Hunting a BGP advertisement leak ...

Discussion in 'Cisco' started by Garry, Mar 16, 2005.

  1. Garry

    Garry Guest

    Hi *,

    this one is driving me nuts ...

    We have internal MPLS VPN Networks set up that work fine ... one of the
    routers involved in routing the VPNs internally through our backbone is
    also involved in peering/uplink with other ASNs. The IPs used in the
    MPLS VPN are RFC IPs from the 10/8 range.

    Somehow, two of the networks get advertised to the outside ... two out
    of 5 ... for the last couple days I have been trying to locate how or
    where, but have not been able to locate the leak ...

    The peerings and uplinks have prefix filters in place that - according
    to the router output - seem to work fine ("show ip bgp nei x.x.x.x adv"
    does not list the prefixes, "show ip bgp 10.x.0.0/24" says they are not
    advertised to any peer). I did the "show .. adv" output for ALL peering
    and uplink partners, but none showed the networks in question ...

    What other way is there to locate the origin of this leak???

    Tnx!
     
    Garry, Mar 16, 2005
    #1
    1. Advertising

  2. Garry

    Ivan Ostreš Guest

    In article <d197eb$52v$>, says...
    >
    > The peerings and uplinks have prefix filters in place that - according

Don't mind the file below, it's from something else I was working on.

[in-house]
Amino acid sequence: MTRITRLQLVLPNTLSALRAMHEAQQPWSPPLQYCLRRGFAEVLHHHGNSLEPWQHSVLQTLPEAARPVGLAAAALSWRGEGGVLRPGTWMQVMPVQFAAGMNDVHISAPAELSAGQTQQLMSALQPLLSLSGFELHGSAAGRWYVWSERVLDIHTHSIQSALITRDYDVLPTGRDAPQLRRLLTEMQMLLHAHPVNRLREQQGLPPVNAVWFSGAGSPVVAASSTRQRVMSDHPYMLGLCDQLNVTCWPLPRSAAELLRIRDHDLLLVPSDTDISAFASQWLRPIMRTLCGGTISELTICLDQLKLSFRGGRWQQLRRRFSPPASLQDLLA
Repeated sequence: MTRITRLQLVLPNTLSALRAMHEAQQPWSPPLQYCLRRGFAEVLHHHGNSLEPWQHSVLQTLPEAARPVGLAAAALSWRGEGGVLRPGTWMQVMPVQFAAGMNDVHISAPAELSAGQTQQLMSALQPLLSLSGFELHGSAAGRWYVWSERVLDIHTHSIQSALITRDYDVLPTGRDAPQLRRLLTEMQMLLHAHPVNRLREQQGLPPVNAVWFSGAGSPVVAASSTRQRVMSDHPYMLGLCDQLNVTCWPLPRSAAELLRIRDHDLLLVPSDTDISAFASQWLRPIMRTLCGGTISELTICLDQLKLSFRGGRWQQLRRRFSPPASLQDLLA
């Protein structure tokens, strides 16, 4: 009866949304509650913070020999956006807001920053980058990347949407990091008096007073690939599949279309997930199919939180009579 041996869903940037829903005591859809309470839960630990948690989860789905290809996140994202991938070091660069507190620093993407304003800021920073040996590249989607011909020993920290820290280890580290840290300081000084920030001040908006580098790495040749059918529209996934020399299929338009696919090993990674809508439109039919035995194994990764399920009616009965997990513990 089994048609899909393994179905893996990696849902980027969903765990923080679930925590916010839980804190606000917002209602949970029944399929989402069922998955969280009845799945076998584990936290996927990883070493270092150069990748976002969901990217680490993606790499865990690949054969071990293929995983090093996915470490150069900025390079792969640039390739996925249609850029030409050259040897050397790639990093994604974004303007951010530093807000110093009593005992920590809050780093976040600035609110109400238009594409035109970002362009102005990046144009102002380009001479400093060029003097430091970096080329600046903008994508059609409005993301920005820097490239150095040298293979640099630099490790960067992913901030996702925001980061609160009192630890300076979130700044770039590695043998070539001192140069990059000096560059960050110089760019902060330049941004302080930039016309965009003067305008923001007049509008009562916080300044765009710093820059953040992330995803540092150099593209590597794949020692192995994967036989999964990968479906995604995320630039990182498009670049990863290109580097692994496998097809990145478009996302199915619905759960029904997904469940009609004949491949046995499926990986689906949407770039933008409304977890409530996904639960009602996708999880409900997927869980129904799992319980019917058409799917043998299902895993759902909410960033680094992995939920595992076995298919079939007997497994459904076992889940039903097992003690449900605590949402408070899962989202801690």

> to the router output - seem to work fine ("show ip bgp nei x.x.x.x adv"
    > does not list the prefixes, "show ip bgp 10.x.0.0/24" says they are not
    > advertised to any peer). I did the "show .. adv" output for ALL peering
    > and uplink partners, but none showed the networks in question ...
    >
    > What other way is there to locate the origin of this leak???
    >


    Find out what is the "next-hop" vaule of the network you're advertising
    but do not want to. Then, you will know which router is leaking since
    when passing a prefix to EBGP peer, router puts it's interface address
    as the next-hop address.

    It's kind of hard to comment not seeing the picture. If you could add
    some more details, it would be great. (show ip bgp outputs, sh run,
    ....).

    --
    -Ivan.

    *** Use Rot13 to see my eMail address ***
     
    Ivan Ostreš, Mar 16, 2005
    #2
    1. Advertising

  3. Garry

    Garry Guest

    Ivan Ostreš wrote:
    > Find out what is the "next-hop" vaule of the network you're advertising
    > but do not want to. Then, you will know which router is leaking since
    > when passing a prefix to EBGP peer, router puts it's interface address
    > as the next-hop address.


    OK, we basically have two routers that do our external connectivity via
    uplinks and peerings ... one doesn't get the prefixes at all ("show ip
    bgp" doesn't have the route, though the router does still get the route
    via OSPF). The other receives the prefixes both via OSPF and BGP, though
    - as written before - "show ip bgp nei ... adv" will not list it on ANY
    neighbor as being advertised ... this router lists the net with next hop